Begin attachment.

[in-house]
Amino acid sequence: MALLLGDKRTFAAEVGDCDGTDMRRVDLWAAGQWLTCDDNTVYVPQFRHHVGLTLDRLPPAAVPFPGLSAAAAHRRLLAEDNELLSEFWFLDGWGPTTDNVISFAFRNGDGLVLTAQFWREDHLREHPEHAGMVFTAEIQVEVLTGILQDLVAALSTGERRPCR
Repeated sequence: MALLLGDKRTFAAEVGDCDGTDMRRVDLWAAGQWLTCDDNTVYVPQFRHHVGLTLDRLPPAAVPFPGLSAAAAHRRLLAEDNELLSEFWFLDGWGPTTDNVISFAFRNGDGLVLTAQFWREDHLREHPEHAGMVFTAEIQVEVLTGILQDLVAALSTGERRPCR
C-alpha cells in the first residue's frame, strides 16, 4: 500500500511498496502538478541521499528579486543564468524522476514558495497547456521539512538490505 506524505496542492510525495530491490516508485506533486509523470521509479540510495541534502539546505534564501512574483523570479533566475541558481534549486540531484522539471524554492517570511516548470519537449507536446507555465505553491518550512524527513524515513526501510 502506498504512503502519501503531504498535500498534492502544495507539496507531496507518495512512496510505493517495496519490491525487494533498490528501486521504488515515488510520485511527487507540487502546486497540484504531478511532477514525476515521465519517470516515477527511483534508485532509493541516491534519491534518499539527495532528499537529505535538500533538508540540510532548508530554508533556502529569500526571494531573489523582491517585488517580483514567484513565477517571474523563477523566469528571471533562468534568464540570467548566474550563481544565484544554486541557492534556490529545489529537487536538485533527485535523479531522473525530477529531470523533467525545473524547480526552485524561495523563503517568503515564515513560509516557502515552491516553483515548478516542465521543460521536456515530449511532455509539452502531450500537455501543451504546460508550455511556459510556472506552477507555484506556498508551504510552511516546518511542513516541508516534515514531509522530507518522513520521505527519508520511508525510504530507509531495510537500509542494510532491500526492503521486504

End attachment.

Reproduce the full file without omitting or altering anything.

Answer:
[in-house]
Amino acid sequence: MALLLGDKRTFAAEVGDCDGTDMRRVDLWAAGQWLTCDDNTVYVPQFRHHVGLTLDRLPPAAVPFPGLSAAAAHRRLLAEDNELLSEFWFLDGWGPTTDNVISFAFRNGDGLVLTAQFWREDHLREHPEHAGMVFTAEIQVEVLTGILQDLVAALSTGERRPCR
Repeated sequence: MALLLGDKRTFAAEVGDCDGTDMRRVDLWAAGQWLTCDDNTVYVPQFRHHVGLTLDRLPPAAVPFPGLSAAAAHRRLLAEDNELLSEFWFLDGWGPTTDNVISFAFRNGDGLVLTAQFWREDHLREHPEHAGMVFTAEIQVEVLTGILQDLVAALSTGERRPCR
C-alpha cells in the first residue's frame, strides 16, 4: 500500500511498496502538478541521499528579486543564468524522476514558495497547456521539512538490505 506524505496542492510525495530491490516508485506533486509523470521509479540510495541534502539546505534564501512574483523570479533566475541558481534549486540531484522539471524554492517570511516548470519537449507536446507555465505553491518550512524527513524515513526501510 502506498504512503502519501503531504498535500498534492502544495507539496507531496507518495512512496510505493517495496519490491525487494533498490528501486521504488515515488510520485511527487507540487502546486497540484504531478511532477514525476515521465519517470516515477527511483534508485532509493541516491534519491534518499539527495532528499537529505535538500533538508540540510532548508530554508533556502529569500526571494531573489523582491517585488517580483514567484513565477517571474523563477523566469528571471533562468534568464540570467548566474550563481544565484544554486541557492534556490529545489529537487536538485533527485535523479531522473525530477529531470523533467525545473524547480526552485524561495523563503517568503515564515513560509516557502515552491516553483515548478516542465521543460521536456515530449511532455509539452502531450500537455501543451504546460508550455511556459510556472506552477507555484506556498508551504510552511516546518511542513516541508516534515514531509522530507518522513520521505527519508520511508525510504530507509531495510537500509542494510532491500526492503521486504